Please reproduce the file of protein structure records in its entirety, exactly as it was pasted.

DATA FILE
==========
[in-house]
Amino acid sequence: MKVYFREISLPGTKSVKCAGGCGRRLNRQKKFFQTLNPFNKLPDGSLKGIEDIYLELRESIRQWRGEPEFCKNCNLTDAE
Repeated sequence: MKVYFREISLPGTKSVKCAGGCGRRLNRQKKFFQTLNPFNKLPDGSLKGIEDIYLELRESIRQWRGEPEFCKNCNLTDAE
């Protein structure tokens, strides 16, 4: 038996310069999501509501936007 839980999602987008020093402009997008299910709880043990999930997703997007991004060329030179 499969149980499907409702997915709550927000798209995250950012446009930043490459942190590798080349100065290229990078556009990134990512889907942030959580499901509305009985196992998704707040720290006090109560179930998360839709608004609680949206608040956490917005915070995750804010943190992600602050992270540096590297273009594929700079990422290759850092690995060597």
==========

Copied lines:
[in-house]
Amino acid sequence: MKVYFREISLPGTKSVKCAGGCGRRLNRQKKFFQTLNPFNKLPDGSLKGIEDIYLELRESIRQWRGEPEFCKNCNLTDAE
Repeated sequence: MKVYFREISLPGTKSVKCAGGCGRRLNRQKKFFQTLNPFNKLPDGSLKGIEDIYLELRESIRQWRGEPEFCKNCNLTDAE
């Protein structure tokens, strides 16, 4: 038996310069999501509501936007 839980999602987008020093402009997008299910709880043990999930997703997007991004060329030179 499969149980499907409702997915709550927000798209995250950012446009930043490459942190590798080349100065290229990078556009990134990512889907942030959580499901509305009985196992998704707040720290006090109560179930998360839709608004609680949206608040956490917005915070995750804010943190992600602050992270540096590297273009594929700079990422290759850092690995060597």